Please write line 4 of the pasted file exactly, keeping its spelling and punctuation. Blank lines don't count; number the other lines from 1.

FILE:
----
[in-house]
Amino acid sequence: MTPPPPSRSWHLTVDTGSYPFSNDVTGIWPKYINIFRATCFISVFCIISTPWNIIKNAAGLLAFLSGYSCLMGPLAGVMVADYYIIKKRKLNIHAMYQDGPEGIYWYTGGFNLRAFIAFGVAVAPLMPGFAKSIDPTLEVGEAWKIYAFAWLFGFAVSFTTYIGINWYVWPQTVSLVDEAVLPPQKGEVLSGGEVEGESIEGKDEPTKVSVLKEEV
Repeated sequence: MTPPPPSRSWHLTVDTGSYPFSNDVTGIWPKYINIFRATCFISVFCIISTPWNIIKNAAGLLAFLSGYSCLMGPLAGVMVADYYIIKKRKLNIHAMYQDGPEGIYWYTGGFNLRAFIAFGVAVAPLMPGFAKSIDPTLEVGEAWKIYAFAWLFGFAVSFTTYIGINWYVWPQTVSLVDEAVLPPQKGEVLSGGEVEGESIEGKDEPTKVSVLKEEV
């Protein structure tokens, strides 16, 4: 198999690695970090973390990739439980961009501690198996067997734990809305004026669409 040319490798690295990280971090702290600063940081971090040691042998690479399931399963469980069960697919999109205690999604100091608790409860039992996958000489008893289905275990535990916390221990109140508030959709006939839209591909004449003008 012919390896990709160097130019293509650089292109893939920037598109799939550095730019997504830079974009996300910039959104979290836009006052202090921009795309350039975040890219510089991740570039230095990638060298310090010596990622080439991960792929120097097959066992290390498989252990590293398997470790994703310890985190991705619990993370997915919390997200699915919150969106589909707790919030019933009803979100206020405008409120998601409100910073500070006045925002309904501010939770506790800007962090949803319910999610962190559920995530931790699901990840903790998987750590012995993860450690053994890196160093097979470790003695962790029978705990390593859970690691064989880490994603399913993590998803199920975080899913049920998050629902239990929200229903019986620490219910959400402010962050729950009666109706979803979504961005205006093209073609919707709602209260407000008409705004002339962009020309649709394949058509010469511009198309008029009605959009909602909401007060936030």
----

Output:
């Protein structure tokens, strides 16, 4: 198999690695970090973390990739439980961009501690198996067997734990809305004026669409 040319490798690295990280971090702290600063940081971090040691042998690479399931399963469980069960697919999109205690999604100091608790409860039992996958000489008893289905275990535990916390221990109140508030959709006939839209591909004449003008 012919390896990709160097130019293509650089292109893939920037598109799939550095730019997504830079974009996300910039959104979290836009006052202090921009795309350039975040890219510089991740570039230095990638060298310090010596990622080439991960792929120097097959066992290390498989252990590293398997470790994703310890985190991705619990993370997915919390997200699915919150969106589909707790919030019933009803979100206020405008409120998601409100910073500070006045925002309904501010939770506790800007962090949803319910999610962190559920995530931790699901990840903790998987750590012995993860450690053994890196160093097979470790003695962790029978705990390593859970690691064989880490994603399913993590998803199920975080899913049920998050629902239990929200229903019986620490219910959400402010962050729950009666109706979803979504961005205006093209073609919707709602209260407000008409705004002339962009020309649709394949058509010469511009198309008029009605959009909602909401007060936030």